Koch Media — the parent company of Milestone, Warhorse Studios and Deep Silver, and the subsidiary of THQ Nordic — found themselves in hot water with fans when they signed a timed exclusivity deal with Epic Games for the release of Metro: Exodus. In a recent interview the CEO of Koch Media mentioned that the Epic Games Store was good for the marketplace and that he’s not ruling out the possibility of making more of their upcoming titles Epic Games Store exclusives.
The interview took place over at GamesIndustry.biz with Koch Media CEO Klemens Kundratitz, who explained….
“Overall, I’m still of the opinion like I was at the beginning that, as an industry and as a publisher, we should welcome Epic and their business model. We have a strong relationship with Epic and we continue to have a strong relationship with Steam as well. It’s just a shame that we couldn’t announce this collaboration earlier. That was not perfect.”
“Not perfect” is an understatement.
They basically used Steam to broadcast, publicize, and promote the release of Metro: Exodus to millions of people and then they turned around and sold the game exclusively on the Epic Games Store for PC.
It’s safe to say that many fans were peeved. The response to their anger, though, was censorship and bans.
There were reports that Metro: Exodus performed well, but it was never clarified what percentage of those sales were organic PC sales and which ones were the “guaranteed sales” provided by Epic Games.
Either way, gamers weren’t keen on the switcheroo, leading to a lot of resentment toward both the publisher and Epic Games.
Kundratitz was willing to suffer through the backlash because he feels Epic’s business model is worth supporting, telling GamesIndustry.biz….
“As a company, we have to do the things we believe in,” he said. “We make mistakes as well but this wasn’t a mistake. We need to embrace a digital partner that offers a much more compelling rev share model than anybody else, and I think they act as a role model for us and for other digital partners as well — a 70/30 split is quite frankly anachronistic.”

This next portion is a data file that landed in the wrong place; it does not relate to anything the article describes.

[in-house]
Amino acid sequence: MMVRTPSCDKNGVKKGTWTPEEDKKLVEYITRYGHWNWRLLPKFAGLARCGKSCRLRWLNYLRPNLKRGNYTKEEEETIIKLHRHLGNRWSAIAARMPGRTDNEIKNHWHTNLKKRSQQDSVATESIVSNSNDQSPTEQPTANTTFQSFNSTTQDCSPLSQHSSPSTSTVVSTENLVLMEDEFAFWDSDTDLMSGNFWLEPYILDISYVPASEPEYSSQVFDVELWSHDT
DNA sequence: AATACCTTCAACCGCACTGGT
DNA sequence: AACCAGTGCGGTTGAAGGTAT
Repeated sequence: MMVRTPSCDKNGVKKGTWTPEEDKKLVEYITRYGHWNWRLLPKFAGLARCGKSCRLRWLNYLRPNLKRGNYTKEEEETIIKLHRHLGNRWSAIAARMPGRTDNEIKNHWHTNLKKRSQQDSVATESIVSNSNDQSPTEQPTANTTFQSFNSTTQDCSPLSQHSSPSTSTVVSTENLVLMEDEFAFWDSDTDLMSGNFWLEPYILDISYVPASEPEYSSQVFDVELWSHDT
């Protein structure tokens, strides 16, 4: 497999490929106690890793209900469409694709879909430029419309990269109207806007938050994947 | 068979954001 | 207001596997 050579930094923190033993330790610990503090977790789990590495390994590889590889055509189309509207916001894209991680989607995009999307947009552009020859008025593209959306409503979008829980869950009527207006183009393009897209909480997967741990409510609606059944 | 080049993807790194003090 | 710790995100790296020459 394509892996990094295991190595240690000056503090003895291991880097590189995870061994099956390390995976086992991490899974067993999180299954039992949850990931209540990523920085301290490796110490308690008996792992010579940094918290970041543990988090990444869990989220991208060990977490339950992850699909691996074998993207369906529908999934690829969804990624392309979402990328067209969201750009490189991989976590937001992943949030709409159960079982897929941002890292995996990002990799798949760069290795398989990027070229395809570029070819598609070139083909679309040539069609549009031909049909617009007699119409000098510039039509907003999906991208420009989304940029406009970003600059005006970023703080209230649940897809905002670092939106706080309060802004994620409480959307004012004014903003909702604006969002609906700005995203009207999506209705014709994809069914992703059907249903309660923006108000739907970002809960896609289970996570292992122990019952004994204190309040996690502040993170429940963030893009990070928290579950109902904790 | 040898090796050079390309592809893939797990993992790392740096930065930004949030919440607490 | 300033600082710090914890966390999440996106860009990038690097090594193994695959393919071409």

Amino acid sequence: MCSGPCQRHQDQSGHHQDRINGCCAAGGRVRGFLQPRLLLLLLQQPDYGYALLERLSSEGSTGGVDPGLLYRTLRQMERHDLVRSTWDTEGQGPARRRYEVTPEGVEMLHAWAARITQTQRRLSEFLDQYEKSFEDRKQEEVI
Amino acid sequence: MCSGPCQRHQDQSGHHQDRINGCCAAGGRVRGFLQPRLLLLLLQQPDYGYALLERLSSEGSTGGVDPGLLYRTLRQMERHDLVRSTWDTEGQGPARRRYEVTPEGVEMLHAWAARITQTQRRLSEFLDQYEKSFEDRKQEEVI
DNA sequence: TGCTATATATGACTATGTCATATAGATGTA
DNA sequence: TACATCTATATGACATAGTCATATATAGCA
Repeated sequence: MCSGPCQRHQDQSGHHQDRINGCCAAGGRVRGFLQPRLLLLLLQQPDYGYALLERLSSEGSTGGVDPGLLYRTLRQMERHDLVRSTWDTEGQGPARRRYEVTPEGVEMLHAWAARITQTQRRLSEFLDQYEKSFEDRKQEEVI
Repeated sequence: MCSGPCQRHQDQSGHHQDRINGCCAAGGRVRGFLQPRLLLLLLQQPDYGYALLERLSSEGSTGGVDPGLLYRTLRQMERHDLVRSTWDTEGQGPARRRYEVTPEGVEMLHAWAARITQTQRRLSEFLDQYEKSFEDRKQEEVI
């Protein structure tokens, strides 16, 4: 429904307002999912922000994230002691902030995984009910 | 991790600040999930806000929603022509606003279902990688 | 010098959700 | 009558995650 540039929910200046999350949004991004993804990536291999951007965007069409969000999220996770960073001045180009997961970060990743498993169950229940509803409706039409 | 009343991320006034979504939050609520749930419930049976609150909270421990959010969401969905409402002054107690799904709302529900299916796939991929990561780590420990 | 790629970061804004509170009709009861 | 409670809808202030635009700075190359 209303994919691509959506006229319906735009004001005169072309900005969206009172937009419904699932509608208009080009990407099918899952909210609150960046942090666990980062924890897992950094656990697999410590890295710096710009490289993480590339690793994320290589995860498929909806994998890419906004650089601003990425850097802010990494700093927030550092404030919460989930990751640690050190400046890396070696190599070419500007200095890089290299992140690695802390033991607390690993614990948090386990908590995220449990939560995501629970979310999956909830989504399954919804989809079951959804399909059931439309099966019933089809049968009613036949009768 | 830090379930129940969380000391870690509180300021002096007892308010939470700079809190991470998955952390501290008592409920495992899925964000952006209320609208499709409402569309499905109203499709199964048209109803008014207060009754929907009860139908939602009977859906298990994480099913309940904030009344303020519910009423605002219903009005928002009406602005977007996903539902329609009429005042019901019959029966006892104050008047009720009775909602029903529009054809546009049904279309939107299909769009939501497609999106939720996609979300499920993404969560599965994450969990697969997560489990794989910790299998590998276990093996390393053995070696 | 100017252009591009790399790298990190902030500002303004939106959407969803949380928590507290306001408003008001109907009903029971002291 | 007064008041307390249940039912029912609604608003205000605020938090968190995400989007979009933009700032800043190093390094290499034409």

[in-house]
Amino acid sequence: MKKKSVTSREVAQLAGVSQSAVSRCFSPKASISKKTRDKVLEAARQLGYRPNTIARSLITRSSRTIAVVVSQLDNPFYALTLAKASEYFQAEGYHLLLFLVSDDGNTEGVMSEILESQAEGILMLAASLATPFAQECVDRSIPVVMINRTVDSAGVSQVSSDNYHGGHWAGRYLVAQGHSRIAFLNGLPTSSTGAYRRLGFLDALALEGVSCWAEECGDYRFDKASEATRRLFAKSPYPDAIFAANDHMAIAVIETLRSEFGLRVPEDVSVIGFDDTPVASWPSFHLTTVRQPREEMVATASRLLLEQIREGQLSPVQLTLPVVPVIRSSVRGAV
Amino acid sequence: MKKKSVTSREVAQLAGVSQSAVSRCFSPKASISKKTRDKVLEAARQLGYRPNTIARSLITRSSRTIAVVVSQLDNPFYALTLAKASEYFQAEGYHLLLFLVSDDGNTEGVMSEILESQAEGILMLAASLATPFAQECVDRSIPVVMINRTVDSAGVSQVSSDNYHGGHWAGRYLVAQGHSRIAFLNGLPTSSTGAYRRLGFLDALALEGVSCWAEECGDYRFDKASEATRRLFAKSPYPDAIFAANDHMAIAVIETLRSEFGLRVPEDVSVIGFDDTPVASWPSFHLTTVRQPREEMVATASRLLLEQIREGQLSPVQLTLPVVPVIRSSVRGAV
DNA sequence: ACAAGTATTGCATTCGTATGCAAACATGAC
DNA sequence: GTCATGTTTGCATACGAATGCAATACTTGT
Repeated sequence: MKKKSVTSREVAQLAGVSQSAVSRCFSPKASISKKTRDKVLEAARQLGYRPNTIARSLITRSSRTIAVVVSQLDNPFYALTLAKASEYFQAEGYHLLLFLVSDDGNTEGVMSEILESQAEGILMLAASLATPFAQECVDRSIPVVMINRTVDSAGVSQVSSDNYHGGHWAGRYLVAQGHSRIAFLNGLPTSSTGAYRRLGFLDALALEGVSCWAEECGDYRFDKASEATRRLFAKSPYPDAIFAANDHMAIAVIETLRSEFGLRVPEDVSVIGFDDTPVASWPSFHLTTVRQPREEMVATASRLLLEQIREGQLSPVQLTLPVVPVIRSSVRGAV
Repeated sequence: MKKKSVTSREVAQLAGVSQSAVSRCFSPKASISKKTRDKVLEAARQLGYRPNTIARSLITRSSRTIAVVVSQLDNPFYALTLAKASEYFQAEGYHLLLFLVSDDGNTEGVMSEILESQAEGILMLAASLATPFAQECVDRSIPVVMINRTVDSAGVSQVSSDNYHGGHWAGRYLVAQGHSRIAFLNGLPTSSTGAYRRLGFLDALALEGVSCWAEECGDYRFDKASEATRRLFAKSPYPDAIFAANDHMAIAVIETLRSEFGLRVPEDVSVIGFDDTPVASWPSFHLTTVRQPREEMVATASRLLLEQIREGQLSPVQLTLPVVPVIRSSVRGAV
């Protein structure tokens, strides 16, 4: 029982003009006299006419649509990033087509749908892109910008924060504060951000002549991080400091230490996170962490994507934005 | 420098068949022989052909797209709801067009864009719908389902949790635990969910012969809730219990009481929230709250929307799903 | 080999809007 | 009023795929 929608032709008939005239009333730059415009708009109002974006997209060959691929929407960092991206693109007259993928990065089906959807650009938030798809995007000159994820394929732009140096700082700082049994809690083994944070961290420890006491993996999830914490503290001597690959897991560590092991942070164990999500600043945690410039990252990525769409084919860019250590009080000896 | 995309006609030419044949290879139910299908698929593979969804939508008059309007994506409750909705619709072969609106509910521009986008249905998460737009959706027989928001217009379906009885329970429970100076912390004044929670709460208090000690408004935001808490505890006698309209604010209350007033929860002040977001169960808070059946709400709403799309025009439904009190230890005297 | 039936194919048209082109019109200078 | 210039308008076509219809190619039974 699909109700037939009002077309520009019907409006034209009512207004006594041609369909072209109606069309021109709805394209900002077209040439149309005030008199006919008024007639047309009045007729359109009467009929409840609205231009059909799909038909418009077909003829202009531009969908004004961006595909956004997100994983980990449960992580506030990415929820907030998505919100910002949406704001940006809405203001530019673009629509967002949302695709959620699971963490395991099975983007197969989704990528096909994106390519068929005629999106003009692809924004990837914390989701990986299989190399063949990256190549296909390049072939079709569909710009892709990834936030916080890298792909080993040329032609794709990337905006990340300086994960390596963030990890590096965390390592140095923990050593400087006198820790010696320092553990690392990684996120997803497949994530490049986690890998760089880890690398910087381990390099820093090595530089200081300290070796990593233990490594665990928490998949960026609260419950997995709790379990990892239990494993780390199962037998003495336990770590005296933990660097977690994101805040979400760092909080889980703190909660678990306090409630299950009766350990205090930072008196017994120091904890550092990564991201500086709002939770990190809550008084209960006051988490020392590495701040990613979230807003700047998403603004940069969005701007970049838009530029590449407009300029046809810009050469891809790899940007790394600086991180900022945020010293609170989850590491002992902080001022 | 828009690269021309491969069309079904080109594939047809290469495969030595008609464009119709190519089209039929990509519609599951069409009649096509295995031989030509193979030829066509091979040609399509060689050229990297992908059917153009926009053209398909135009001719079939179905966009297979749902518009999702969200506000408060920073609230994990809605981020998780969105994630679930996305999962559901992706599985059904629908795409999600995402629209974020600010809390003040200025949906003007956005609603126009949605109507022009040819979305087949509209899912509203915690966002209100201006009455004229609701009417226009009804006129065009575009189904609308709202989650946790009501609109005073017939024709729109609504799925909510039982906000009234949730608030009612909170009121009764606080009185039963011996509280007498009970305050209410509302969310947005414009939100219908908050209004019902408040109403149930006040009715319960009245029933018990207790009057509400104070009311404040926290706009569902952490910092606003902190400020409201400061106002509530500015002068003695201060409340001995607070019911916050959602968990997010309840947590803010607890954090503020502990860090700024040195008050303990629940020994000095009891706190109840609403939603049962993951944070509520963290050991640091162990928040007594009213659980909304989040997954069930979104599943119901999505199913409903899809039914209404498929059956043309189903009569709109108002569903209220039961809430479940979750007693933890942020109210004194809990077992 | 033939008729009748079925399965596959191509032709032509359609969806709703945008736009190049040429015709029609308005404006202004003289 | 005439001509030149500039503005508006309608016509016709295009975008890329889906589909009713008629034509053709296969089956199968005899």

Correction: Every major distributor takes 30%.
As pointed out in the piece about Ubisoft, if they’re complaining about Steam’s distribution cut and pulling their games from Valve’s store then they may as well pull their games from the Xbox, PlayStation, Nintendo, iOS, and Android platforms, too, since they also take 30% off the top of revenues.
Basically a lot of publishers and PR talking heads are using misinformation and industry smear tactics against Valve to prop up Epic Games. Unfortunately, since we don’t have actual journalists in the games media, only activists and propagandists, this results in a lot of people regurgitating the falsehoods that Valve’s 70/30 cut for Steam is somehow “unrealistic” or “unfeasible”, even though it’s how every major distributor operates.
That’s not to mention that Valve’s 70/30 cut isn’t even static; it lowers for developers the more they sell, with an 80/20 split for games that move $50 million worth of product. Valve made the change in response to Epic’s lowered revenue cut back in late 2018.
You could technically bypass most distributors and retail outlets, but would you reach as many people? Typically, the simple answer is an emphatic “No!”. The 30% covers distribution fees and market reach, the latter of which you won’t be able to achieve selling from an isolated, self-run portal.
Smart developers, like Unfold Games, have avoided Epic’s exclusivity trap, while publishers like Bandai Namco prefer keeping their games accessible on as many platforms as possible, avoiding the Epic Games Store exclusivity deals, as reported by Niche Gamer.
Regardless of what more pro-consumer studios are doing, Kundratitz is still of the belief that if the right deal rolls around they would still consider going with a timed exclusive launch on the Epic Games Store, telling GamesIndustry.biz…
“We have many games on Steam, including many new releases like Iron Harvest. But I’m not ruling out to do an exclusive with Epic again.”
So there you have it, folks.
Don’t be shocked if more of Koch’s games appear as timed exclusives on the Epic Games Store in the near future.
(Thanks for the news tip s_fnx)